Teladoc Health Inc.,
the country’s largest publicly traded telemedicine provider, has sued rival
American Well Corp.
for alleged patent violations related to technology behind robot-like carts that connect hospitalized patients with specialists in real time via video.
The patent-infringement suit, filed Monday in a Delaware district court, relates to nine patents Teladoc says it owns. The filing asks for unspecified damages as well as action permanently barring Amwell from the alleged infringement.
The dispute between the two remote-care companies comes as competition intensifies in a corner of the U.S. health-care system that has received a jolt from regulatory changes aimed at easing access to care during the pandemic.
A federal action that allowed remote-care visits to be reimbursed by insurers at the same rate as in-person visits drove record numbers of patients to connect with doctors via telehealth services and videoconferencing tools like Zoom. Remote-care visits are now used for primary and urgent care as well as to keep patients with mild Covid-19 cases out of hospitals or monitor those with severe cases who have been discharged and are convalescing at home.
Telehealth boosters say virtual visits, which many patients were slow to adopt before the pandemic, promise to extend the reach of doctors and specialists beyond their physical footprint, which may improve accessibility of care in remote places.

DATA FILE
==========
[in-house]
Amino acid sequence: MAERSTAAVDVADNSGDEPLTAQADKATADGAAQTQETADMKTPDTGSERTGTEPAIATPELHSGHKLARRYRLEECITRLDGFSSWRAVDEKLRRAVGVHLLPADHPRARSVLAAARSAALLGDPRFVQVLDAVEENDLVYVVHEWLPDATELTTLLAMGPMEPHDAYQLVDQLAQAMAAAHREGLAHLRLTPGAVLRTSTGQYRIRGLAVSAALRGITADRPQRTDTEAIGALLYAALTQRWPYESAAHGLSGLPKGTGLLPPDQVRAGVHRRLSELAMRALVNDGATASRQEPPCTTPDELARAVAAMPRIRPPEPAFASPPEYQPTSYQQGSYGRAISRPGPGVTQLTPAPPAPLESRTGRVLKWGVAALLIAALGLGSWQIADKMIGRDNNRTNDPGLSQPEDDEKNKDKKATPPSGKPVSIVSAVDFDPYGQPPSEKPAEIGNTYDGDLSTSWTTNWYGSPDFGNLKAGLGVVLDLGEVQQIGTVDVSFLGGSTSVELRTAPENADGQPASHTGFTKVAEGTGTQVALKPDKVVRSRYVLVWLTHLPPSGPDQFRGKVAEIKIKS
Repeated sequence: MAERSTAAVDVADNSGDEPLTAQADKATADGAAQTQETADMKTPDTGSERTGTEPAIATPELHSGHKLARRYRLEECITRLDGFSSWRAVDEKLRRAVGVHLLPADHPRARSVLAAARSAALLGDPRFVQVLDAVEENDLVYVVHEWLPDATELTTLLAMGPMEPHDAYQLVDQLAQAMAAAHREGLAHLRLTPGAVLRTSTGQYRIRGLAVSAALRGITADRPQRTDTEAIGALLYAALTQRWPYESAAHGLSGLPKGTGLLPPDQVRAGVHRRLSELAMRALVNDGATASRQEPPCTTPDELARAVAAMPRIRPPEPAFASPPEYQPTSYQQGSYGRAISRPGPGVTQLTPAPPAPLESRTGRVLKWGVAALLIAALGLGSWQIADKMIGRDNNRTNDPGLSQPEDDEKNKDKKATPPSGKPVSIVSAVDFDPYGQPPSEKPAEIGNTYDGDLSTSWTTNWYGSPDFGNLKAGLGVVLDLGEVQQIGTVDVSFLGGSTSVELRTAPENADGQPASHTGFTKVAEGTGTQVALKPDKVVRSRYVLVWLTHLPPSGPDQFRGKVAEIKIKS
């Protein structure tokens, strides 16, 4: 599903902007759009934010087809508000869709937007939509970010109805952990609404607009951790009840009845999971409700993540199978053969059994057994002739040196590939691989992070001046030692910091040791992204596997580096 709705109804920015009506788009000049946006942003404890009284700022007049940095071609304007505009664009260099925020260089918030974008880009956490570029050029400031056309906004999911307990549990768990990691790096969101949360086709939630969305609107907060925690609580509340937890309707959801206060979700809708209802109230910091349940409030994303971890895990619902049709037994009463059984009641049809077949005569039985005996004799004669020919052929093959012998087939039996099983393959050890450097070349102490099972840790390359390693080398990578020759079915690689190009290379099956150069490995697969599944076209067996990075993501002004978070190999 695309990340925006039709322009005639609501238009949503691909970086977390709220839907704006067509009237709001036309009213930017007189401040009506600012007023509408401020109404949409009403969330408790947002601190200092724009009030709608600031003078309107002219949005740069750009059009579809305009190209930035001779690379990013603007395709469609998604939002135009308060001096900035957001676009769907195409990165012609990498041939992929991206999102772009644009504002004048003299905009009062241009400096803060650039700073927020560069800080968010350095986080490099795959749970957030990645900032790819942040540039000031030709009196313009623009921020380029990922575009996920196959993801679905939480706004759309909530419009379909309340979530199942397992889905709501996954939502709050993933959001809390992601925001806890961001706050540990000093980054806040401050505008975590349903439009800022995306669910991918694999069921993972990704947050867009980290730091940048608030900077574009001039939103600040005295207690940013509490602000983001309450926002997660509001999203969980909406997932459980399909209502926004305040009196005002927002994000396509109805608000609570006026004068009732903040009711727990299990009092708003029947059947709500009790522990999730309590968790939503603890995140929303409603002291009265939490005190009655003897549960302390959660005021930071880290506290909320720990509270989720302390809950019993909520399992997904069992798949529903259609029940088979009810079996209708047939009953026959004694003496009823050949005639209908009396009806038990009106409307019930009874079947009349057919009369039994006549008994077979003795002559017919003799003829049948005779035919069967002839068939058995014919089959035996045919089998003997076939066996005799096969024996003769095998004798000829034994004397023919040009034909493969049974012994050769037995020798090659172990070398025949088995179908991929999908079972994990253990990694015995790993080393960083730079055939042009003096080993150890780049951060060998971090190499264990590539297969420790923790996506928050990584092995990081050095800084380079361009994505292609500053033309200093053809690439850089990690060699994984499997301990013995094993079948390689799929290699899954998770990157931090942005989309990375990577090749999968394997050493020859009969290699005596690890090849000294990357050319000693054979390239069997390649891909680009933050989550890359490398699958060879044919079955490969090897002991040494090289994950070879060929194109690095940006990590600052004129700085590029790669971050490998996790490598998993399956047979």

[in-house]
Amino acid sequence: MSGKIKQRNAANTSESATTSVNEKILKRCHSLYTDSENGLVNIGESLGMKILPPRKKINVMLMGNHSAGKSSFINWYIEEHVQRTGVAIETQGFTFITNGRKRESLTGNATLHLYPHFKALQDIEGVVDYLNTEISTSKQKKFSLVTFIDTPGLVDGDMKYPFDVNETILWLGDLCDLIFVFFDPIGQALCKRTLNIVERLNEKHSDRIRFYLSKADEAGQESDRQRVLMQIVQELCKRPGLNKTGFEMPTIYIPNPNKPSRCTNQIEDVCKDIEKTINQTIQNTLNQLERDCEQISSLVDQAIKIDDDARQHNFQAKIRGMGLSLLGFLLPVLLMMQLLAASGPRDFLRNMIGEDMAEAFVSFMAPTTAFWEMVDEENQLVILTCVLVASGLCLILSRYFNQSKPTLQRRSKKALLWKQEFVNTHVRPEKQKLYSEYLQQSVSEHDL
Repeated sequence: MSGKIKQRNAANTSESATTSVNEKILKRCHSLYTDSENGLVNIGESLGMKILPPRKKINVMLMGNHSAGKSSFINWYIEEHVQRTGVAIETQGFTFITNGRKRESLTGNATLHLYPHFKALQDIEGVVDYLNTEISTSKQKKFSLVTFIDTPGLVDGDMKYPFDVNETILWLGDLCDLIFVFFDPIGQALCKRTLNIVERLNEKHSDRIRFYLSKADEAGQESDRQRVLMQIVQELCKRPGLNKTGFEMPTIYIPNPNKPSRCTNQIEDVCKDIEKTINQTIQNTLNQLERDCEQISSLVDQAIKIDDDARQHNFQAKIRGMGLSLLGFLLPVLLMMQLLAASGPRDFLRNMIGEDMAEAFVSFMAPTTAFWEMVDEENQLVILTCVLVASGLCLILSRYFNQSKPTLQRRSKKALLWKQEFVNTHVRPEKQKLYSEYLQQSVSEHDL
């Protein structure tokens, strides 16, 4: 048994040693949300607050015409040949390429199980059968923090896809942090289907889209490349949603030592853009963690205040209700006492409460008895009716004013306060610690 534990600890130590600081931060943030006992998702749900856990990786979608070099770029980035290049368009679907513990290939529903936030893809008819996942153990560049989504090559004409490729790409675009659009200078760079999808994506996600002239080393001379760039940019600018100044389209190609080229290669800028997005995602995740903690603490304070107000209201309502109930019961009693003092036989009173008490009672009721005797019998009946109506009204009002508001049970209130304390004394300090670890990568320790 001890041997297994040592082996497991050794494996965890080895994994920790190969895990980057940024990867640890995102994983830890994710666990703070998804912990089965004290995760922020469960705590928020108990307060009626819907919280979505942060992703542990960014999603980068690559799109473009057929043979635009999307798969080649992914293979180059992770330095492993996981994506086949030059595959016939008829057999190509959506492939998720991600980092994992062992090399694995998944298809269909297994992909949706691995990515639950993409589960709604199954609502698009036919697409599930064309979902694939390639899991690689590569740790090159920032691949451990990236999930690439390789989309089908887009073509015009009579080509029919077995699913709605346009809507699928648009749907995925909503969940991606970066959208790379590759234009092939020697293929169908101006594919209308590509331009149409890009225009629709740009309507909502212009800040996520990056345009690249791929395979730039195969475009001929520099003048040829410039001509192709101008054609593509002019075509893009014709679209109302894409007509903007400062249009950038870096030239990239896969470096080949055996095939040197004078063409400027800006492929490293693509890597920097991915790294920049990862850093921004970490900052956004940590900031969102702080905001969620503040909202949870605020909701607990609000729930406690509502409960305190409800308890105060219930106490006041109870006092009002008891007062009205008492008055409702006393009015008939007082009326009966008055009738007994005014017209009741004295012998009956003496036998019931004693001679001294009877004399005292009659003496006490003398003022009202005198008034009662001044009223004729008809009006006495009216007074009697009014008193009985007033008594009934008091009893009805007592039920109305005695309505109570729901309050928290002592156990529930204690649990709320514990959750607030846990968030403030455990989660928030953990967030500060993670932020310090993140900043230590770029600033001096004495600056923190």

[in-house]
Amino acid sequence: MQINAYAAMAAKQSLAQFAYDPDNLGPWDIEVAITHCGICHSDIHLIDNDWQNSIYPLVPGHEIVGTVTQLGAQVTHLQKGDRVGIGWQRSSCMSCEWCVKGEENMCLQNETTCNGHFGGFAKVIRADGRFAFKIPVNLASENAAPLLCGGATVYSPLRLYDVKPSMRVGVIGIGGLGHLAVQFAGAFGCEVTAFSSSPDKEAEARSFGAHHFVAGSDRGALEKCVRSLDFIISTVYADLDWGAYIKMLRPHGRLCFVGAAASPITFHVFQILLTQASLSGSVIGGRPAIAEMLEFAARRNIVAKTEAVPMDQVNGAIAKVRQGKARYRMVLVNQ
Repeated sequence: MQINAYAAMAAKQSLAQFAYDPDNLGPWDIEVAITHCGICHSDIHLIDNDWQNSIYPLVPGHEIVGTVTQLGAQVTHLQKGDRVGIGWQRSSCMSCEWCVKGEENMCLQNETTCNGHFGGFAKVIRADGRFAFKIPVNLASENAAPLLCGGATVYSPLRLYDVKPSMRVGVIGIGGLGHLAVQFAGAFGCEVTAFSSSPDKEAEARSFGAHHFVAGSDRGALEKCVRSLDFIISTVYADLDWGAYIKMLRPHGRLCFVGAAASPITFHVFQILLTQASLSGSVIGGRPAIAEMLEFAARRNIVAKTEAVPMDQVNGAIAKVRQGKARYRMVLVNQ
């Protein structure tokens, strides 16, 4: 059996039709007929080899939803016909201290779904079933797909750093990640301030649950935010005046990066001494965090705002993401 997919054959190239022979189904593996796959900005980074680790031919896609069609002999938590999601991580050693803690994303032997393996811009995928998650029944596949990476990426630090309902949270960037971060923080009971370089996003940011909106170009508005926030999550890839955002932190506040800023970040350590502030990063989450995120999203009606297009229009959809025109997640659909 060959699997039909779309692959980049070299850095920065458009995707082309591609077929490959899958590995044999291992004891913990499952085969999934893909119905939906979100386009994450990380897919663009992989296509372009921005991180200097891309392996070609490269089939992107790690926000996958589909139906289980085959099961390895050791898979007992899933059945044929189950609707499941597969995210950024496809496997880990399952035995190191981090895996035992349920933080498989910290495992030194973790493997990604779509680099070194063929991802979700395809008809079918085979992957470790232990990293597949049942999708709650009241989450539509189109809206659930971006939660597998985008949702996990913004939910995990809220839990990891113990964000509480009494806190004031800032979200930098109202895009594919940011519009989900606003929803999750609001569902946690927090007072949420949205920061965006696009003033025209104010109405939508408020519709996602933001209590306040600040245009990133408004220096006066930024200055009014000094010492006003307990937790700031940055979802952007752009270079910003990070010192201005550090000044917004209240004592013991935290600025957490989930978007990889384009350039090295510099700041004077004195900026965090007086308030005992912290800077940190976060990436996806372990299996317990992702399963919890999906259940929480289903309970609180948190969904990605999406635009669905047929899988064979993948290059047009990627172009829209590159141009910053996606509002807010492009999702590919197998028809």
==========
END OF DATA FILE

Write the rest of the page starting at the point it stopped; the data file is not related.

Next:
The patents at issue in the Teladoc suit stem from a company called InTouch Technologies Inc. that it agreed to buy in January. Acquiring the remote-care company helped Teladoc build out its ability to connect patients in hospitals with specialists using video screens mounted on carts that can be wheeled around health-care facilities.
For example, a doctor connected via video through a tablet mounted on a cart could oversee an exam in a hospital room while instructing a nurse or colleague to collect relevant treatment and health data—and also talk to the patient. Some of these robot-like carts include digital stethoscopes and thermal cameras.
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Such services offer an opportunity for telehealth companies to forge new relationships with large hospital systems and can help those organizations expand their offerings.
“Our team is in the process of reviewing the allegations. We believe that these claims lack merit and intend to defend against them vigorously,” said an Amwell spokeswoman.
A Teladoc spokesman said the company is confident its rival is infringing on the patents in the lawsuit.
Teladoc facilitated 2.7 million visits in the quarter ending June 30, while Amwell’s platform enabled 2.2 million, according to regulatory filings. Neither company has yet achieved profitability.
Teladoc wrote to Amwell last month notifying the company that some of its products, including telemedicine carts, infringed on its patents and asked the company to immediately stop selling, making and using them.
The patents relate to products that accounted for about 5% of Amwell’s revenue in 2019, the company said at the time. It offers Carepoint kiosks and carts in settings like emergency rooms and health clinics that also connect patients with caregivers.
Write to Sarah Krouse at email@example.com
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